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Outcasts
Vonda N. McIntyre
Book View Café

Outcasts
Vonda N. McIntyre
Vonda N. McIntyre's short story, "Of Mist, and Grass, and Sand" (Fireflood & Other Stories) won a Nebula Award when she was only in her twenties. The story was the basis for her novel, Dreamsnake, which went on to capture another Nebula as well as a Hugo award. She has written Star Wars: The Crystal Star which continues the adventures of George Lucas' Star Wars characters Luke Skywalker, Leia Organa, Han Solo, and Chewbacca. Her Starfarers Series is a quartet of novels telling the tale of an alien contact specialist, J.C. Sauvage, and her colleagues in rebellion aboard the starship Starfarer.

Vonda N. McIntyre Website
ISFDB Bibliography
SF Site Review: The Moon and The Sun
SF Site Review: The Moon and the Sun

Past Feature Reviews
A review by Trent Walters

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Vonda N. McIntyre has won multiple awards from the Hugo and Nebula to the Locus award. Outcasts is her latest ebook collection -- a novella grouped with two shorter stories -- which encompasses characters trapped in miserable circumstances: sometimes without choice, sometimes by their own devising. "Screwtop" is the prison labor camp located on Redsun, surrounded by volcanoes and marshes, making escape so impossible that the guards seem unworried when prisoners try to escape.

Kylis, Gryf, and Jason have bonded in friendship to help each other make it through to the end of their term. Kylis had been caught for stowing away on space stations since she was ten, sporting the tattoo that makes her admired among other stowaways. Gryf, a tetraparental (having four parents), had refused his duty back home, so he was sent here until he cooperated. Jason, finally, was simply working off passage to another planet, but if the labor camp found out how important a political figure he was, they'd never let him go.

Kylis tries to confide in the strong Miria and talk her into joining their group; however, Miria appears to have turned in Kylis's confidences. Worse, Lizard, the cruelest of the guards, proposes to Kylis that she have his child and give the child solely to Lizard. If she doesn't, he will make life difficult for their group or take away their lives all together.

While the gripping "Screwtop" is evocative of place and pressure-cooks its characters, "Steel Collar Worker" provides a fascinating contrast: workers who plunk themselves into their own pressure cooker.

Janine and Neko are friends and coworkers where they manipulate elementals in virtual reality in order to build vaccines. Janine tries to remain unnoticed, not to stand out. She purposefully takes tests that lands her in the middle of the crowd; while athletic, she downplays it; and finally she's a bit oblivious: following the vaccine blueprints without thought, not listening to friends as they speak, and not reading the instruction manual. Then one day she receives a third notice to take a test for her job. She'd already feigned sickness and taken a day off work. Thinking she'll just act like she forgot, she bumps into one of the executives who takes her to the test himself. But it turns out not to be what she'd thought.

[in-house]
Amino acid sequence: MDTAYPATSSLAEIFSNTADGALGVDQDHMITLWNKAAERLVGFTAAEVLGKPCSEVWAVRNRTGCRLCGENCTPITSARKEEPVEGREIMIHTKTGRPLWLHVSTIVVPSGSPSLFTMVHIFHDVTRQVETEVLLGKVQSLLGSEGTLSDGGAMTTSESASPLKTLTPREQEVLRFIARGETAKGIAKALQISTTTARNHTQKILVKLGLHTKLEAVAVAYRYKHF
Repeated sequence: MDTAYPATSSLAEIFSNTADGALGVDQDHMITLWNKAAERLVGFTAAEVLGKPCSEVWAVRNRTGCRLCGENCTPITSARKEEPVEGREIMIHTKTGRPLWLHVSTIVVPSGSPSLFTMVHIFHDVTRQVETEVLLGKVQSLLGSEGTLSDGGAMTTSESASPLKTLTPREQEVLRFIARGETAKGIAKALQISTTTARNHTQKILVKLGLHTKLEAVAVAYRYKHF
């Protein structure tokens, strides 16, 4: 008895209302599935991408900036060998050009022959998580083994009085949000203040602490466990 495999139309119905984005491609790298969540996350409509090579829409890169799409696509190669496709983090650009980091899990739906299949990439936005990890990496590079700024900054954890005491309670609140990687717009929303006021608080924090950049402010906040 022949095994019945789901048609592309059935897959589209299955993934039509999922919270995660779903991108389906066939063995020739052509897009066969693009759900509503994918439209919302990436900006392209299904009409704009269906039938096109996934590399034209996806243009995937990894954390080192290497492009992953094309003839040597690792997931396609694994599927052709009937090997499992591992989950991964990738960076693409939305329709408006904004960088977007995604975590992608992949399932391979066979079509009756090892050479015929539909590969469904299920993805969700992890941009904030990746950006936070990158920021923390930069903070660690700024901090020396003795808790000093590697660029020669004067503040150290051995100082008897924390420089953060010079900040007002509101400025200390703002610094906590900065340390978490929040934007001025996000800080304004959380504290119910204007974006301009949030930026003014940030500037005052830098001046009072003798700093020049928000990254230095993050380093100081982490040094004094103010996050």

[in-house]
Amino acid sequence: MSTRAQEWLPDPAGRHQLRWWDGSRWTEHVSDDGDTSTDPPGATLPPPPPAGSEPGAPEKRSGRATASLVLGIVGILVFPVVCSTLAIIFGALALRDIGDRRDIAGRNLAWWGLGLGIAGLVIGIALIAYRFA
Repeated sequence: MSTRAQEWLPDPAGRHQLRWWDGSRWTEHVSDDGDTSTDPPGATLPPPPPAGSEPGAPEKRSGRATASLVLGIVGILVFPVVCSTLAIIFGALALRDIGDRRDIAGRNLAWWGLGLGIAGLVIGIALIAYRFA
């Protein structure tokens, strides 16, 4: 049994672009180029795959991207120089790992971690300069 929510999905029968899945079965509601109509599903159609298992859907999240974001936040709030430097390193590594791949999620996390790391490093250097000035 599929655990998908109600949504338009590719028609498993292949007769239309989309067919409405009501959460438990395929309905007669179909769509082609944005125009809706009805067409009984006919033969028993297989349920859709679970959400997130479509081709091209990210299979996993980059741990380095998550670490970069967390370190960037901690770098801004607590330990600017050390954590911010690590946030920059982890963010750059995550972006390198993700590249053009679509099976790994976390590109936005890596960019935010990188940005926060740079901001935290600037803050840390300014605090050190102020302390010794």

Although "Steel Collar Worker" takes an unusual yet thoughtful approach to SF, "Genius Freaks" pulls from its sleeve one of the more powerful tropes of the field: the unusual genetic talent.

Genetically, Lais is a freak. She recalls her life's evolution -- a literal event rather than a metaphor -- growing up from a tadpole through primate to her current form. Because she's about to die fifteen years early and because the Institute isn't interested in saving her life but in experimenting to find out how to improve the lives of other genetic freaks, she's on the run -- in a world where if the people knew what creature she was, they'd hate her. She hopes to beg enough money for a ticket off planet. A kindly, older gentleman gives her a place to stay, but in the news videos plaster her image everywhere, forcing her to hack into the city's computer to find an escape route or a way to wreck vengeance. Instead, she finds another way out.

"Genius Freaks" shines in places where it anticipates the genre's later fascination with genetics and cyberpunk. While not as focused as the first two stories in the Outcasts collection, this still displays McIntyre's love of humanity. Even cruel guards want a child to love; bosses can care about employees; and strangers sometimes help. Together they might comprise half of a regular paperback and worth investigating. The author sells many of her novels and short stories through Book View Café [www.bookviewcafe.com], where the author presumably sees more of a profit than through a third party. Other authors also sell their works there as well. Check it out.

Copyright © 2012 Trent Walters

Trent Walters teaches science; lives in Honduras; edited poetry at Abyss & Apex; blogs science, SF, education, and literature, etc. at APB; co-instigated Mundane SF (with Geoff Ryman and Julian Todd) culminating in an issue for Interzone; studied SF writing with dozens of major writers and and editors in the field; and has published works in Daily Cabal, Electric Velocipede, Fantasy, Hadley Rille anthologies, LCRW, among others.


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